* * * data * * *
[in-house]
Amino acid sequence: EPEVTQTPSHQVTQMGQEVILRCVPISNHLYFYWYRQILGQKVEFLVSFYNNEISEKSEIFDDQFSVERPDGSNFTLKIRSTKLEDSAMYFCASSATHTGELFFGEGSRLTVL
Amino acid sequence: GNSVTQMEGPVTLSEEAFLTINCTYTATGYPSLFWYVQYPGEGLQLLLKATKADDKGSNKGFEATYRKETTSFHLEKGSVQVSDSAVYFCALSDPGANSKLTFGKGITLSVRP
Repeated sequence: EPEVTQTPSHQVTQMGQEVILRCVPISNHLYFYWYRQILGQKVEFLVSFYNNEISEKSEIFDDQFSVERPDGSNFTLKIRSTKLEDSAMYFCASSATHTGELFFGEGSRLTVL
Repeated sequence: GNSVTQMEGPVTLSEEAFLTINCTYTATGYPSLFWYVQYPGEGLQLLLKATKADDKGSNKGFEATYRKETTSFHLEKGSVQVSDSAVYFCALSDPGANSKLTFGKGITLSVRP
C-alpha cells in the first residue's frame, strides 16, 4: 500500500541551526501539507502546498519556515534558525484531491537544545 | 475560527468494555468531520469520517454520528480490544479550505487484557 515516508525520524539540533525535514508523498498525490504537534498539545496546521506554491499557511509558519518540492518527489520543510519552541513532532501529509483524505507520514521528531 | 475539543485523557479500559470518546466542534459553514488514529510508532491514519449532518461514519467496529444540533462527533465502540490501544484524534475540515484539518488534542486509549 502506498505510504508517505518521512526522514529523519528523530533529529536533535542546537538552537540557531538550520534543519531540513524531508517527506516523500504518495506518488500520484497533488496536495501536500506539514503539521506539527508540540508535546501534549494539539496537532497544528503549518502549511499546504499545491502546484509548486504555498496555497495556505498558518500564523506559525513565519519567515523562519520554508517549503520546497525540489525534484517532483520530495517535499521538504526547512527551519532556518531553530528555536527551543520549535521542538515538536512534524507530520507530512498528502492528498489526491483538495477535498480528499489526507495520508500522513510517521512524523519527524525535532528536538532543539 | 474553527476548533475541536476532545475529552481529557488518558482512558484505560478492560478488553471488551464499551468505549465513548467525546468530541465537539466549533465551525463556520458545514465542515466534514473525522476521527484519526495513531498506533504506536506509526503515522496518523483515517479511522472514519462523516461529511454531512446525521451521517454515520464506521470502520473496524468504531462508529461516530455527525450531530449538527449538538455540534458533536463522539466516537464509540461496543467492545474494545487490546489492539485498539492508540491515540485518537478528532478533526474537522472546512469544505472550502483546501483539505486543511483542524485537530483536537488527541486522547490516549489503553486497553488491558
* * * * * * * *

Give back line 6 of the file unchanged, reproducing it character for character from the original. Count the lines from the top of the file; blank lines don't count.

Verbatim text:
C-alpha cells in the first residue's frame, strides 16, 4: 500500500541551526501539507502546498519556515534558525484531491537544545 | 475560527468494555468531520469520517454520528480490544479550505487484557 515516508525520524539540533525535514508523498498525490504537534498539545496546521506554491499557511509558519518540492518527489520543510519552541513532532501529509483524505507520514521528531 | 475539543485523557479500559470518546466542534459553514488514529510508532491514519449532518461514519467496529444540533462527533465502540490501544484524534475540515484539518488534542486509549 502506498505510504508517505518521512526522514529523519528523530533529529536533535542546537538552537540557531538550520534543519531540513524531508517527506516523500504518495506518488500520484497533488496536495501536500506539514503539521506539527508540540508535546501534549494539539496537532497544528503549518502549511499546504499545491502546484509548486504555498496555497495556505498558518500564523506559525513565519519567515523562519520554508517549503520546497525540489525534484517532483520530495517535499521538504526547512527551519532556518531553530528555536527551543520549535521542538515538536512534524507530520507530512498528502492528498489526491483538495477535498480528499489526507495520508500522513510517521512524523519527524525535532528536538532543539 | 474553527476548533475541536476532545475529552481529557488518558482512558484505560478492560478488553471488551464499551468505549465513548467525546468530541465537539466549533465551525463556520458545514465542515466534514473525522476521527484519526495513531498506533504506536506509526503515522496518523483515517479511522472514519462523516461529511454531512446525521451521517454515520464506521470502520473496524468504531462508529461516530455527525450531530449538527449538538455540534458533536463522539466516537464509540461496543467492545474494545487490546489492539485498539492508540491515540485518537478528532478533526474537522472546512469544505472550502483546501483539505486543511483542524485537530483536537488527541486522547490516549489503553486497553488491558